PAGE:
Whatzup
Distorted View
Jacob's Well

by Jason Hoffman Distorted View

It's gotta be tough to be an original heavy Christian rock band in Fort Wayne. I mean, your moderately-drinking-at-best audience will keep you from getting most bar gigs and your distortion pedal and drum kit will keep you out of Anchor Room and many churches. Despite such daunting challenges, Jacob's Well have persisted in their mission of providing "alternative rock with positive lyrics" directed at "the unbeliever or the backslidden believer." The release of Distorted View, recorded under the loving fist of Tim Bushong, makes their songs available to a wider audience.

The opening track, "Keep Me From Falling," is definitely the best of the bunch. Combining a hooky melody, upbeat rock, the more soulful of the bands four vocalists (bassist and ex-payment processor Greg Andrews), modern guitars, and an amalgam of 80s metal and Jars of Clay, the chorus is sure to stick in your head as it has mine with a single listen. "Trust" begins with eerie keys and atmospheric guitars that drop into a heavier chorus of inventive drumming by Charles Thomas. A muscular chorus and gutsy guitar riff by Robert Caspar, along with lead vocalist Darrell Lummer's emotive voice makes "He Loves Me Not" a very engaging and atmospheric song with lots of spine-tingling impact. Shifting into classic power ballad mode with "I Will Go," the band opens with clean guitars, eventually shifting to heavy distortion and a great chance for lead guitarist Samuel Monk to lay down some very melodic and uplifting lines. Other songs explore 60s rock, Bible school classics, praise anthems and lonely western music, all approached from a foundation of rock.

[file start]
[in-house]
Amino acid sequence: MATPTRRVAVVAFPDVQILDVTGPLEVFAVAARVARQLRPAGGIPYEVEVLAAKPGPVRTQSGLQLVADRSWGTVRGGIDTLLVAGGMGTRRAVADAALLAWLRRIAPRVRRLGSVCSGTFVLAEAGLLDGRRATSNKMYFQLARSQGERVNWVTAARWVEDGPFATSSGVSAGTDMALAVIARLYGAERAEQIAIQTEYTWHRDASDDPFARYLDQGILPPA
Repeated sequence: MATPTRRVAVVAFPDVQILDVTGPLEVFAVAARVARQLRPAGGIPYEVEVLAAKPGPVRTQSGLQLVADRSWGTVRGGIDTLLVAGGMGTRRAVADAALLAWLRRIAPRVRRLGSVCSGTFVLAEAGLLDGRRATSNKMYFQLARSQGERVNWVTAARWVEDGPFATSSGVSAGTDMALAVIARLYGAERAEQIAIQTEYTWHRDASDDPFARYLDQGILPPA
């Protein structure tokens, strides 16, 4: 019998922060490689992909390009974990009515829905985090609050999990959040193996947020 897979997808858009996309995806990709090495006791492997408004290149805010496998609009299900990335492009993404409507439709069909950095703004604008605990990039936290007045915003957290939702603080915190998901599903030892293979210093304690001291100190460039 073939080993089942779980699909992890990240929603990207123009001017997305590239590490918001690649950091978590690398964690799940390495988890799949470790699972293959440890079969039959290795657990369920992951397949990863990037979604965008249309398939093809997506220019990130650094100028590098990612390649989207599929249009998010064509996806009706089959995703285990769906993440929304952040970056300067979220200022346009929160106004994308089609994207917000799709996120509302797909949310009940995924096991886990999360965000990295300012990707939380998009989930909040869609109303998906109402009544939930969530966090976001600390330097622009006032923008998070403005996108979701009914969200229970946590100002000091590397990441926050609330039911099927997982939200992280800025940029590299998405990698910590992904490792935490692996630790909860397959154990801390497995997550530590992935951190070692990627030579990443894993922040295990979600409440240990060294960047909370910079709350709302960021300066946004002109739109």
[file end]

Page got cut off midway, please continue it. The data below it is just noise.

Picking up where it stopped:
Overall the musicianship is extremely solid. It's obvious that these men have logged years of experience with their instruments and can play a variety of styles with ease. Their vocal harmonies, rich and intriguing, are among the strongest I've heard on a local release and are alone worth the price of admission. Lyrically Jacob's Well are a bit more proselytizing than, say, Creed or Jars of Clay, but it's always in a positive, encouraging manner. The songwriting balances deftly between modern and 80s metal, often with nostalgia winning out. Fans of such classic hard rock should drink deep from this well, and there's no better time than 6:30 on October 25 at the CD release party held at the Anchor Room.

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